An un­sur­pris­ing num­ber

The Irish Times - Friday - The Ticket - - Filmreviews -

IT’S BEEN A rough few years for Pawel Paw­likowski. Af­ter ex­cit­ing all sane cin­ema­go­ers with Last Re­sort and My Sum­mer of Love, the Pol­ish-bri­tish di­rec­tor was forced to sus­pend shoot­ing on his adap­ta­tion of Mag­nus Mills’s Re­straint of Beasts when his wife fell fa­tally ill. Now, seven years af­ter My Sum­mer of Love, he re­turns with a strange, at­mo­spheric ex­er­cise in Kafkaesque un­ease.

One yearns to cel­e­brate the re­turn of a mas­ter. But, though not with­out its mer­its, The Woman in the Fifth is ul­ti­mately dis­ap­point­ing. Paw­likowski ex­hibits his fa­mil­iar touch for im­pos­ing a smoky men­ace on the most un­threat­en­ing back­drops. He ex­tracts dis­ci­plined per­for­mances from his cast. As the film pro­gresses, how­ever, it drifts from in­trigu­ing enigma to in­dul­gent hokum.

Based on a novel by the ver­sa­tile Dou­glas Kennedy, The­woman in the Fifth fol­lows a tor­tured Amer­i­can writer (Ethan Hawke) as he trav­els to Paris with hopes of meet­ing his young daugh­ter. Re­pulsed by his es­tranged girl­friend – who hints that he has a vi­o­lent past – he re­tires to a sor­did quar­ter of the city and takes a room in a crum­bling ho­tel.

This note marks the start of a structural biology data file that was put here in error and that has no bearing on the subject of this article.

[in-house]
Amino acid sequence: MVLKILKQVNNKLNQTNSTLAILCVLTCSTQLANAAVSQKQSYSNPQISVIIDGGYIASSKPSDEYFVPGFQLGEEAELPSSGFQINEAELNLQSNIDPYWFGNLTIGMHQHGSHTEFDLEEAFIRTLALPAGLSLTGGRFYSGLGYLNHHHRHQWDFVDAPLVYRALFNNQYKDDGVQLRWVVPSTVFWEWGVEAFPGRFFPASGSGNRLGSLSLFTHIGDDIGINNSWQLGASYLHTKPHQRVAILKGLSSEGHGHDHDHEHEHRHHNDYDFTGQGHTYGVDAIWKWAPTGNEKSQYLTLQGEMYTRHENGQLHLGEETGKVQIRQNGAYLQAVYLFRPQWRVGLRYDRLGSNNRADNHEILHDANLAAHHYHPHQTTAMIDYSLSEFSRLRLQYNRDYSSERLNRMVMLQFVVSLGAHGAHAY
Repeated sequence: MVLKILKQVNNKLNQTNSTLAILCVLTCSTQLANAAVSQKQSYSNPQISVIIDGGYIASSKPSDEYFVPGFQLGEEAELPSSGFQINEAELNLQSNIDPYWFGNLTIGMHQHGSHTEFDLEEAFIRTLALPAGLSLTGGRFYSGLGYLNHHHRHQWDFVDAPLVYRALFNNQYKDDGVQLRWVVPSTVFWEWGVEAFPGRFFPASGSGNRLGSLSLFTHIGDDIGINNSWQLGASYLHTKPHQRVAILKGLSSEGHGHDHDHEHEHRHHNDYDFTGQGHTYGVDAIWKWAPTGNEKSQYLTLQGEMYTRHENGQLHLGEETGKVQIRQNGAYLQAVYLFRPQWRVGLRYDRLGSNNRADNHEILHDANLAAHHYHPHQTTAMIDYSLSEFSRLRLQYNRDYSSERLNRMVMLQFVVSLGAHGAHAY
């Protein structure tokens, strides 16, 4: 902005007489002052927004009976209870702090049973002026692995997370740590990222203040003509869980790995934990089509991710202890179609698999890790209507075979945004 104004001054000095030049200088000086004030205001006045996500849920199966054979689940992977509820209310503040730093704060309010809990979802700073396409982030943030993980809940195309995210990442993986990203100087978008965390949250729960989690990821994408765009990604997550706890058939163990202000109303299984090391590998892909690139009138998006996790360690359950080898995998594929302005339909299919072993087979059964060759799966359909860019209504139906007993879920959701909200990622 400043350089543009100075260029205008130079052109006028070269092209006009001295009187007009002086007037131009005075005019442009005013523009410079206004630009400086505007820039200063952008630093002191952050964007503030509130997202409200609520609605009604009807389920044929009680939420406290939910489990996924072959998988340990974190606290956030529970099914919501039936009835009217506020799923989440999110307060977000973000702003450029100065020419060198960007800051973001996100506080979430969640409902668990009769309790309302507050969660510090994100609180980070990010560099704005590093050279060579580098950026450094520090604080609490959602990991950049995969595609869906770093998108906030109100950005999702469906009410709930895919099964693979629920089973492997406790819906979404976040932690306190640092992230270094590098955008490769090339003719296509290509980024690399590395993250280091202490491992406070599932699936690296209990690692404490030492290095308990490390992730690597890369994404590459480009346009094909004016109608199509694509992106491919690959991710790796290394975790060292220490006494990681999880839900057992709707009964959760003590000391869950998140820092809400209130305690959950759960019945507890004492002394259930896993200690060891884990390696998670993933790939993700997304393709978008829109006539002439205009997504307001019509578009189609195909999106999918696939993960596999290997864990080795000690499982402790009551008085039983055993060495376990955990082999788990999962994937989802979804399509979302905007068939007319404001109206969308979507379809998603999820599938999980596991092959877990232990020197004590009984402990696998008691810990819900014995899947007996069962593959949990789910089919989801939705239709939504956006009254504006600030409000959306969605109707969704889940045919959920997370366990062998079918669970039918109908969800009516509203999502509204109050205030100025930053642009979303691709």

The dodgy pro­pri­etor of­fers him a job from a Sa­muel Beck­ett play: he must sit in an un­der­ground room and un­lock the door when vis­i­tors, ob­served on a CC cam­era, of­fer the cor­rect pass­word. Where are they go­ing? What are those strange noises? What’s up with the ec­cen­tric lit­er­ary soiree that he at­tends af­ter work?

While the film is ask­ing ques­tions it works pretty well. When it at­tempts to an­swer them it falls to pieces. There’s noth­ing wrong with Kristin Scott Thomas’s per­for­mance, but her ap­pear­ance as a mid­dle-aged se­duc­tress who speaks in rid­dles nudges the film to­wards self-par­ody. One can imag­ine the script de­scrib­ing the char­ac­ter as a “KST type”. It must now be as easy for Kristin to play an An­glo-gallic rid­dle as it is for Adam San­dler to play a rav­ing idiot.

Still, the film might have re­tained flawed-cu­rio sta­tus if – thanks to Kennedy, one as­sumes – it didn’t end with the most fa­mil­iar, hack­neyed “twist” in oc­cult lit­er­a­ture. You’re al­most cer­tainly way ahead of me.

Go fig­ure: Kristin Scott Thomas as an enig­matic se­duc­tress THE WOMAN IN THE FIFTH/ LA FEMME DU VÈME Di­rected by Pawel Paw­likowski. Star­ring Ethan Hawke, Kristin Scott Thomas, Joanna Kulig, Samir Guesmi

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